*λ*), where

*R*(

*λ*) = |

*S*

_{11}(

*λ*)|

^{2}and

*T*(

*λ*) = |

*S*

_{21}(

*λ*)|

^{2}are the spectral reflection and transmission, respectively. Owing to the gold mirror used in this platform, the light transmission is inhibited completely. Therefore, the absorption can be simplified as

*A*(

*λ*) = 1 −

*R*(

*λ*).

## 4. Results and discussion

In the first simulation for *N* = 5, *n _{s}* was set to be 1.0 × 10

^{14}cm

^{−2},

*t*

_{1}was fixed to 0.5 μm, and BP is monolayer. The wavelength-dependent absorption spectra for

*w*= 0.5, 0.38, 0.34, 0.26, 0.22, 0.16, and 0.14 μm are simulated and shown in Fig. 3(a). The two main resonant peaks are labeled by λ

_{1}and λ

_{2}. For the first resonance λ

_{1}, the peak absorption intensity monotonically decreases with decreasing

*w*due to the larger distance between the nano-ribbons and weaker inter-ribbon coupling, and it is greater than 90% while

*w*≥ 0.22 μm. Moreover, this absorption peak exhibits a redshift with decreasing

*w*. For the second resonance λ

_{2}, the absorption peak intensity first increases and then decreases by decreasing

*w*due to the over coupling and under coupling [31] between the nano-ribbons with oversized and undersized

*w*. An optimal

*w*range of 0.22 ~0.26 μm was found in this work, which both

*A*(λ

_{1}) and

*A*(λ

_{2}) are greater than 90%, allowing the device to function as a dual-frequency IR absorber. The spectra for

*w*= 0.22 μm are colored red in Fig. 3(a). When

*w*= 0.5 μm, the structure is no longer a

*metamaterial*because all orthogonal BP nano-ribbons now merge into a 2D slab extending infinitely in the

*x-y*plane.

The thickness of dielectric (cyan) *t*_{1} also has effects on the absorption performance. For *w* = 0.22 μm with the same *N* and *n _{s}* as above, the wavelength-dependent absorption spectra for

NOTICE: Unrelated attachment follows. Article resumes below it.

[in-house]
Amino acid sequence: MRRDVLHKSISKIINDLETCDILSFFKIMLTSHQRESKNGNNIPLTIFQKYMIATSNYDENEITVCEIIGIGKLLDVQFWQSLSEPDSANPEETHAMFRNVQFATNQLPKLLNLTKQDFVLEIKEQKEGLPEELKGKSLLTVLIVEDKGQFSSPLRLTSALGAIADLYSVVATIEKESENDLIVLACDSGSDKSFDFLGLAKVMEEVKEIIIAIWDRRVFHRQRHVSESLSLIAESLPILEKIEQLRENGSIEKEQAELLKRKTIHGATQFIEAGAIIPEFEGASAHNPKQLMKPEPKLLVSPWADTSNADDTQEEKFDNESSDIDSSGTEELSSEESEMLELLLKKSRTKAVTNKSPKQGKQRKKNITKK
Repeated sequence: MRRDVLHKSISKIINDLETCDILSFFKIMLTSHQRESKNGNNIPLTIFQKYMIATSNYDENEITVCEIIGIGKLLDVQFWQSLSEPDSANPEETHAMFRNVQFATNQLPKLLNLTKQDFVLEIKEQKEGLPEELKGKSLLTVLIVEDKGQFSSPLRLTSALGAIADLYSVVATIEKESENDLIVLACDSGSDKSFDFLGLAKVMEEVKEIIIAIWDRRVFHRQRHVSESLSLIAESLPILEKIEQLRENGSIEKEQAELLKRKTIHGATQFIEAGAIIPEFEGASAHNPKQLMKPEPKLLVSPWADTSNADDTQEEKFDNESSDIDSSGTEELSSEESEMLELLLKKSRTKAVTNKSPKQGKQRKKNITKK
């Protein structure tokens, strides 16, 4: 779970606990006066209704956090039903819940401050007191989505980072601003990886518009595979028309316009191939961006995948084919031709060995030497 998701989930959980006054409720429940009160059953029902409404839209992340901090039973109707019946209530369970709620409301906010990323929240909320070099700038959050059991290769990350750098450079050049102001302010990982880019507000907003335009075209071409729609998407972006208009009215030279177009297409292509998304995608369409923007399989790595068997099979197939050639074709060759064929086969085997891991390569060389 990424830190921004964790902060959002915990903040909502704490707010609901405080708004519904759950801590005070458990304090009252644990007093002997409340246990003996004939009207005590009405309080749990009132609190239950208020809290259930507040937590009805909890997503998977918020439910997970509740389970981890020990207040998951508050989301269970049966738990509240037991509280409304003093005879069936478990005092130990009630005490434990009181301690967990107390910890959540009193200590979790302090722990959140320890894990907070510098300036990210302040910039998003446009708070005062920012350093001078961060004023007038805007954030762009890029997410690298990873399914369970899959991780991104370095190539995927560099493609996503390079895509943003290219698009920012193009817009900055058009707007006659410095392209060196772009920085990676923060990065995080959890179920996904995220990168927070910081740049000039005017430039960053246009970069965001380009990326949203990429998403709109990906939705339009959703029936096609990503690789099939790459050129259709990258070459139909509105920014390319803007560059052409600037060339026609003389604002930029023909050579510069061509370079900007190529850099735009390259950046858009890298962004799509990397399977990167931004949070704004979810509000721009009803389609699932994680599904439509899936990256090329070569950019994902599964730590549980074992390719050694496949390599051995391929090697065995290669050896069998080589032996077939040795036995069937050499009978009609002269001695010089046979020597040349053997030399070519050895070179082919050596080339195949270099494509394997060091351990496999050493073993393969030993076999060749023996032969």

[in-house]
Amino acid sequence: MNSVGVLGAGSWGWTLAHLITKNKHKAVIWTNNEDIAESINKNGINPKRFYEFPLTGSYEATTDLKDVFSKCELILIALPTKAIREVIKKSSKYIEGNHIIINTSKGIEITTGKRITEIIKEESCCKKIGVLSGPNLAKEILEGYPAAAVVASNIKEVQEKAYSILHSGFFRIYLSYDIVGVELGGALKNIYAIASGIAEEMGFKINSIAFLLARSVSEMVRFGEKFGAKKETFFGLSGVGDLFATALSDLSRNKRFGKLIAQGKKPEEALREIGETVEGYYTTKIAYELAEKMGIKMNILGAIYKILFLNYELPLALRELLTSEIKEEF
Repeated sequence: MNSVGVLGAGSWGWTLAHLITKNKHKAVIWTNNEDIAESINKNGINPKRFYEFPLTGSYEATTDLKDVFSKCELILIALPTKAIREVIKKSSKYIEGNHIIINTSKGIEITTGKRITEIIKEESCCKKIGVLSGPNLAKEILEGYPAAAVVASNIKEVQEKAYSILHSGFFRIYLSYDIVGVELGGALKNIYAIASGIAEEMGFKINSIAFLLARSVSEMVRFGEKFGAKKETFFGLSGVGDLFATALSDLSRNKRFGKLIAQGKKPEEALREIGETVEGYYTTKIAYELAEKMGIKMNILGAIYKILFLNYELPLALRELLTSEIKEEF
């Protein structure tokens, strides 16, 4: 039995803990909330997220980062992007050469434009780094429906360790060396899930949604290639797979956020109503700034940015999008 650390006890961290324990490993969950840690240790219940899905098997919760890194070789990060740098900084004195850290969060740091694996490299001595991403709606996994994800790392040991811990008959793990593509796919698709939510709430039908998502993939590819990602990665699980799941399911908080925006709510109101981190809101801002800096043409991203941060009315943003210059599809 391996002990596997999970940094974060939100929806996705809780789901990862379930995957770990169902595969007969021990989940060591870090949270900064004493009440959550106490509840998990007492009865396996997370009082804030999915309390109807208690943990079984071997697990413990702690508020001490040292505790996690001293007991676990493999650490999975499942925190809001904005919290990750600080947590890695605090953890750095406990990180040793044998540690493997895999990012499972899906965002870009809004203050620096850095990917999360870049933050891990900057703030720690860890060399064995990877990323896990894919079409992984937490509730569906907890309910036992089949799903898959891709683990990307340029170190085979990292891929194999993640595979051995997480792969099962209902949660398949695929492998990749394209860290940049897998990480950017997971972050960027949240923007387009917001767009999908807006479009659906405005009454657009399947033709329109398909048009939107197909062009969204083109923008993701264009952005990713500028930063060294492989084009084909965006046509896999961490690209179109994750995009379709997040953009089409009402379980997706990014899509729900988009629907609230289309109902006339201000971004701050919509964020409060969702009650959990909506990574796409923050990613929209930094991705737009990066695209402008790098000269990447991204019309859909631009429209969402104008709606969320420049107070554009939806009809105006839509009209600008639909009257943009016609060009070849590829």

*t*

_{1}= 0.1, 0.2, 0.5, 0.7, and 0.9 μm are shown in Fig. 3(b). It can be noticed that there are little change in peak position for both λ

_{1}and λ

_{2}because the total thickness

*t*is almost constant (there are significant change for λ

_{1}). For the first resonance λ

_{1}, the absorption peak increases with decreasing

*t*

_{1}. The absorption peak for the second resonance λ

_{2}firstly increases and then decreases. The optimal

*t*

_{1}range of 0.2 ~0.5 μm was found in which both

*A*(λ

_{1}) and

*A*(λ

_{2}) are greater than 90%.

The value of carrier density *n*_{s} directly determines the surface conductivity of BP, which results in electromagnetic energy loss and absorption. In general, surface conductivity becomes higher with increasing *n*_{s} [25]. When *N* = 5, *t*_{1} = 0.5 μm, *w* = 0.22 μm and BP is monolayer, the simulated wavelength-dependent absorption spectra are shown in Fig. 3(c) for *n*_{s} = 1.0 × 10^{12}, 1.0 × 10^{13}, 5.0 × 10^{13}, 7.0 × 10^{13}, and 1.0 × 10^{14} cm^{−2}. At *n*_{s} = 1.0 × 10^{12} cm^{−2}, despite the poor absorption, we can notice that λ_{1} exhibits a redshift with decreasing *n*_{s}, while the position of λ_{2} is essentially invariant. It can also be seen that the absorption performance is enhanced with increasing *n*_{s}, and the proposed absorber with *n*_{s} = 1.0 × 10^{14} cm^{−2} can achieve dual-band absorption (see the red line). While an even higher absorption performance is possible with *n*_{s} > 1.0 × 10^{14} cm^{−2}, other factors such as optical phonons or electron-electron scattering might become dominant.

In addition, Δ is thickness-dependent. From bulk to monolayer BP, Δ monotonically increases from ~0.3 eV to ~2.0 eV. For trilayer and bilayer BP, their band gaps are ~1.07 eV and ~1.3 eV, respectively [18]. When *N* = 5, *t*_{1} = 0.5 μm and *w* = 0.22 μm, the simulated absorption spectra for BP material with trilayer, bilayer and monolayer thickare shown in Fig. 3(d). It can be found that the absorption peak intensity for λ_{1} monotonically increases with decreasing Δ. Moreover, despite absorption peak intensity for λ_{2} is very small when *n*_{s} = 1.0 × 10^{13} cm^{−2}, it can be discovered that the absorption peak positions for both λ_{1} and λ_{2} show blueshift with decreasing Δ.

After fixing *n _{s}* = 1.0 × 10

^{14}cm